Overall, inform your teenagers and children to never give out their personal information. Once a data thief has certain information, they will immediately put it to use and possibly steal your identity. If you or your children receive an email or asked to provide information in order to receive a product, beware, this may be phishing. The ProPay Resource Center is a valuable tool to help educate on what to look out for, what red flags may signify a possible attack.
Nov 9 2010
This morning I was reading on Yahoo! Finance and came across an article informing of the most risky places to give out your social security number. According to Kiplinger.com, the top ten most dangerous places to give out your social security number are listed below:
- Universities and colleges
- Banking and financial institutions
- State governments
- Local government
- Federal government
- Medical businesses
- Non-profit organizations
- Technology companies
- Health insurers and medical offices
This ‘top ten’ list is based on breaches from January 2009-October 2010 involving Social Security numbers. What’s more startling is that Social Security numbers are required by law or by the groups’ policies in order to receive services. Adam Levin, chairman and co-founder of Identity Theft 911 said, “It’s obvious there is no slam-dunk 100% way to protect yourself. Everywhere you turn, you’re going to run into an organization looking for information from you.” (http://finance.yahoo.com/banking-budgeting/article/111238/10-riskiest-places-to-give-your-social-security-number?mod=bb-budgeting)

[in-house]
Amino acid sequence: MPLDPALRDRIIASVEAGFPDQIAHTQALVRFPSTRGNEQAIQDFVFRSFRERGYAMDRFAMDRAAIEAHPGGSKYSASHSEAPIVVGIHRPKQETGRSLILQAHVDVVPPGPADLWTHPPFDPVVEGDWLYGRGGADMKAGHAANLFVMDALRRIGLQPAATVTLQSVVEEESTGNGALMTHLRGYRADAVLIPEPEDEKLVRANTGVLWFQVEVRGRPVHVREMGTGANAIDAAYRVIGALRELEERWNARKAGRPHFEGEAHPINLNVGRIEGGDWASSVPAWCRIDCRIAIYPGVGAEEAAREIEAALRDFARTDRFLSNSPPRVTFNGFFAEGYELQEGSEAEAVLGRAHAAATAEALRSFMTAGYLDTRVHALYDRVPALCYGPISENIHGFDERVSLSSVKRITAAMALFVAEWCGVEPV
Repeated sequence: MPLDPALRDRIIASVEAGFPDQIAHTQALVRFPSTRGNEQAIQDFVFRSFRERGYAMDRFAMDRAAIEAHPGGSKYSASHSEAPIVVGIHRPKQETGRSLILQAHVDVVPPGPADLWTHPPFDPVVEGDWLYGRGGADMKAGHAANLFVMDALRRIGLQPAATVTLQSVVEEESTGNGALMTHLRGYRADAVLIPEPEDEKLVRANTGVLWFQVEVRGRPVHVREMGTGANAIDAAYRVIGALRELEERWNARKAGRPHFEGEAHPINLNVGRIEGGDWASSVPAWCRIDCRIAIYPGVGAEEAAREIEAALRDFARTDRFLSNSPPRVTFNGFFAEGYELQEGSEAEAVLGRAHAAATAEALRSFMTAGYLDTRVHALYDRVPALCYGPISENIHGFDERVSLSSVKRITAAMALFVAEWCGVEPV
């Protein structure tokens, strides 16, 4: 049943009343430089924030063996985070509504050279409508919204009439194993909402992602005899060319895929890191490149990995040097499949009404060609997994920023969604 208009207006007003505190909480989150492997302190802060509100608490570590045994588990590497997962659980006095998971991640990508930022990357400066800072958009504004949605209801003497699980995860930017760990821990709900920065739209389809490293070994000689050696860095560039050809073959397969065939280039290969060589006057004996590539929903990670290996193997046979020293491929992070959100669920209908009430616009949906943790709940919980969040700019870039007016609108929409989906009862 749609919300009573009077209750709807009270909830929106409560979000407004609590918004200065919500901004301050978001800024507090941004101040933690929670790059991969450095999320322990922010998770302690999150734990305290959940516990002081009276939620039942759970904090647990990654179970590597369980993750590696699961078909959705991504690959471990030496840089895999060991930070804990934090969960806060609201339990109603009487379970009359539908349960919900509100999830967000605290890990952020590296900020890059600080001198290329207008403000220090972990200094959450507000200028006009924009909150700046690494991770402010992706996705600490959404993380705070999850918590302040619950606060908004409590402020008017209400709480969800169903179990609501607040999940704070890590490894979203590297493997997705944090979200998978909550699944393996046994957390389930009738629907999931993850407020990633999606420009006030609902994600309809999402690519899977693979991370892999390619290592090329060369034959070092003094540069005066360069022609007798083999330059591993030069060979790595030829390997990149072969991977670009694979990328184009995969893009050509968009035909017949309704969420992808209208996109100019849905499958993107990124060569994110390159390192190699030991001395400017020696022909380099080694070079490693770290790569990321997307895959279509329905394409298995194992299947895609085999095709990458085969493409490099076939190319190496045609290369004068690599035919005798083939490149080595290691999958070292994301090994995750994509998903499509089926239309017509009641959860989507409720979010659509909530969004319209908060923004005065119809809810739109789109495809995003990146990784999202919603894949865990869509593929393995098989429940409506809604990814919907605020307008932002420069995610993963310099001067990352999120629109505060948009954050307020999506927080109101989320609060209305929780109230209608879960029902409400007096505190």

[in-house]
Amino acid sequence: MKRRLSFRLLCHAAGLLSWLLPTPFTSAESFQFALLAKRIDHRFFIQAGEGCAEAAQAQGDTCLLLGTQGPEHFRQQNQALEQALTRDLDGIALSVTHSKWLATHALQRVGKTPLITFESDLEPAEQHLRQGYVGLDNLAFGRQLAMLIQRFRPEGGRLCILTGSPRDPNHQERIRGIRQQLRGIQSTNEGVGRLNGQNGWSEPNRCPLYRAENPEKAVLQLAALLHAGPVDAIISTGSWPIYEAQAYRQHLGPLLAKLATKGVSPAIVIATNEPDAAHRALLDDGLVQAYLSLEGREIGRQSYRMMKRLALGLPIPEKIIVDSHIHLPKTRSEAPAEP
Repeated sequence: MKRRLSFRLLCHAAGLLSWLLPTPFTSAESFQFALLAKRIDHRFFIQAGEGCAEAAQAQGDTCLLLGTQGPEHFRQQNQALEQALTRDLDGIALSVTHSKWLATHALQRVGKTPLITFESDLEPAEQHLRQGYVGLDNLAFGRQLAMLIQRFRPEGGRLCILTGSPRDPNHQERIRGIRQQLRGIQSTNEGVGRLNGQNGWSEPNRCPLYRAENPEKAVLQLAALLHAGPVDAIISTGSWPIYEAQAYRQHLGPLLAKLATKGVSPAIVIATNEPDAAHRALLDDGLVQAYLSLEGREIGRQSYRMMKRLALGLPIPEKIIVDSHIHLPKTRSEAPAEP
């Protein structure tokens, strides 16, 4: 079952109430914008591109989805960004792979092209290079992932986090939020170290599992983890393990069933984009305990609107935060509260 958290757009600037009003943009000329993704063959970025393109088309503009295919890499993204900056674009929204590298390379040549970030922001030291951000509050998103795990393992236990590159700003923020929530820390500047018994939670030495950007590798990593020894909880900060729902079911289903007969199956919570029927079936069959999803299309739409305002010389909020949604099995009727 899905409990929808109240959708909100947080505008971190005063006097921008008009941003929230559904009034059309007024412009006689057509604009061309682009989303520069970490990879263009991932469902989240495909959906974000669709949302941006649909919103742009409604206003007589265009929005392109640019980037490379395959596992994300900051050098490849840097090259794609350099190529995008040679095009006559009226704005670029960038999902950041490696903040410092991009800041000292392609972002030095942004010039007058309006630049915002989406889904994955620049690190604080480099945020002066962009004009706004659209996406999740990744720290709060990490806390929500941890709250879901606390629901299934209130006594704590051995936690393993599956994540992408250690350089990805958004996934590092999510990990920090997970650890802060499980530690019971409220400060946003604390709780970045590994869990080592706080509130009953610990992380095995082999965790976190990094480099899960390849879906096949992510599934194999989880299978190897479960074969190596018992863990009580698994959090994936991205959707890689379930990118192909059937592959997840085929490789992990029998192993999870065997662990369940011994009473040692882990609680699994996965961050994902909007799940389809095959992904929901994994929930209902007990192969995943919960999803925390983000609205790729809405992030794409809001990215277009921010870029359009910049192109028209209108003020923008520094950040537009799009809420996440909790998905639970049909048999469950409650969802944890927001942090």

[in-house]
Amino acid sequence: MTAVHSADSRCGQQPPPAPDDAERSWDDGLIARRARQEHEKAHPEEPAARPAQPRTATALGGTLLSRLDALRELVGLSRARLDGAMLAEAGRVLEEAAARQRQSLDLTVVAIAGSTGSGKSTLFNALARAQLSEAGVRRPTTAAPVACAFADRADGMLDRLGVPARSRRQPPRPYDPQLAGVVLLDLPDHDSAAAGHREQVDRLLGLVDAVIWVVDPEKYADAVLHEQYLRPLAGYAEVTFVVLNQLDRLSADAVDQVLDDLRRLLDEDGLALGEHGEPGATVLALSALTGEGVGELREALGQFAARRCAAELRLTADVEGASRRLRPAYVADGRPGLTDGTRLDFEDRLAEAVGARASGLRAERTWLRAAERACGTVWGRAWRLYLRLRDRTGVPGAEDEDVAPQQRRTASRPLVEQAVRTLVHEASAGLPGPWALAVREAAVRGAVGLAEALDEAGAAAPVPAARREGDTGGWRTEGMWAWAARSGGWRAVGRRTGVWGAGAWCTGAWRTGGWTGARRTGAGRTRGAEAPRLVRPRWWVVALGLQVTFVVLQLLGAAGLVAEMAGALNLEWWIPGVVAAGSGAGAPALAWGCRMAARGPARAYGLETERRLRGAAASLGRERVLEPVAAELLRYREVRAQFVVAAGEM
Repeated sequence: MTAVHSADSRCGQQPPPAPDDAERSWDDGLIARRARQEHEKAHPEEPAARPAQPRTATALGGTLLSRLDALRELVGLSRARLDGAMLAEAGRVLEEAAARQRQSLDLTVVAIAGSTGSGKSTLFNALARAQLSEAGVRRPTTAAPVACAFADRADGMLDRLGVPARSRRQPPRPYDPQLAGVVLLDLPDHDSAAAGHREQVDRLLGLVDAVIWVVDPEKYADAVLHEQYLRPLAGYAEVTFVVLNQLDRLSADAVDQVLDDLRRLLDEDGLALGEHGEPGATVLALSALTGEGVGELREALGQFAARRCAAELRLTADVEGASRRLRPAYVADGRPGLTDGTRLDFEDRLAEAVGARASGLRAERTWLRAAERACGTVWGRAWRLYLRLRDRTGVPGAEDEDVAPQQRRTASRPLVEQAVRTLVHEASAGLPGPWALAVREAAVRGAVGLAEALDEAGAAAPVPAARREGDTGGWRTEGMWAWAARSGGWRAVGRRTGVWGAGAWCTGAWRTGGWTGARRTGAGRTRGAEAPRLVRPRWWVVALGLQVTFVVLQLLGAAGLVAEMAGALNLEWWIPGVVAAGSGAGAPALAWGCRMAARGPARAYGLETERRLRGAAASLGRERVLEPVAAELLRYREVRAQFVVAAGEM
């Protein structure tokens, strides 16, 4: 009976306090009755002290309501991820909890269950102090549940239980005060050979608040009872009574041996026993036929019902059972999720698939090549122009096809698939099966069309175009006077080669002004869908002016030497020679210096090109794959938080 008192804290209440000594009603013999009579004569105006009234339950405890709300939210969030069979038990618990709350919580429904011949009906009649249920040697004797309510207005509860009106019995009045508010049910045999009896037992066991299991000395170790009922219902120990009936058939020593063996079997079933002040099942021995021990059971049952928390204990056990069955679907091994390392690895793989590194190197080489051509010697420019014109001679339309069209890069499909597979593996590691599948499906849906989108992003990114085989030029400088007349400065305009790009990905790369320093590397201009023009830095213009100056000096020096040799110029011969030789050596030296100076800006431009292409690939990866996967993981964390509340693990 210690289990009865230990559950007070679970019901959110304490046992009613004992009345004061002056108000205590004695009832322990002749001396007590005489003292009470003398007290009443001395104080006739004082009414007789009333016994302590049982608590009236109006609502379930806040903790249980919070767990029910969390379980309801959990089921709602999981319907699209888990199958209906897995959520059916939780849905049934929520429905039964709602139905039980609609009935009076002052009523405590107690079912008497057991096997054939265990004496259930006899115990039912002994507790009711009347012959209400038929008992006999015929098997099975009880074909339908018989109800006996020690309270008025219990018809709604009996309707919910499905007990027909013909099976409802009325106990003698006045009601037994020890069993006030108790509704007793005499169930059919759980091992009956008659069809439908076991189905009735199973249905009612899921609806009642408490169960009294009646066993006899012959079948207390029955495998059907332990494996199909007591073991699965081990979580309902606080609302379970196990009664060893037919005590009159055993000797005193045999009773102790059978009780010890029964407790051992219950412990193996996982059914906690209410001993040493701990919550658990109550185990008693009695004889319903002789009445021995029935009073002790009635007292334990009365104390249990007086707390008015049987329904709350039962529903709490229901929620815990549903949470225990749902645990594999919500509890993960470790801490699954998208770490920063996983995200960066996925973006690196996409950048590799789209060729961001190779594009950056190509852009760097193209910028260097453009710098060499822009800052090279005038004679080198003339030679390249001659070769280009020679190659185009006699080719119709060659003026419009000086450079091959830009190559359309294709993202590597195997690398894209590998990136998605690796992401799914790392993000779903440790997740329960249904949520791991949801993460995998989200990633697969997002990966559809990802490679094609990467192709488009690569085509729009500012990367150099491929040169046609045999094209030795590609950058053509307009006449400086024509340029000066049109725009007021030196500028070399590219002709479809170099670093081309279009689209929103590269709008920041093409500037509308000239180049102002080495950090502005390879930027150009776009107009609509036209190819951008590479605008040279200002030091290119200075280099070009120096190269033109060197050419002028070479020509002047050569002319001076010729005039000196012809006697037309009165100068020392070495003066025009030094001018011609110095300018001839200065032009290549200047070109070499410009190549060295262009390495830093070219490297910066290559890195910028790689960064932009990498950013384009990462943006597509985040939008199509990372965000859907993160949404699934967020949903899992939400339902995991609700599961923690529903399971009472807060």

So how can consumers relieve themselves from the headache of the possibility of their personal information being breached? Although the vast majority of stores try to pull some information from you, whether it is signing-up for a new credit card, or simply requesting your zip code upon check out at retail stores. Adam Levin suggested a few ways to save yourself from the hardship of identity theft,
- Don’t be so quick to give out your number
- Lock away your social security card
- Protect your number from cyber thieves
- Control the damage
Overall, ask yourself before giving out sensitive information, if the information is really required or needed. Do not quickly hand over your social security numbers, or other sensitive information, and make sure to keep your SSN, account numbers, or any other personal information in a safe environment.
Travis Allen | Marketing Coordinator, Emerging Markets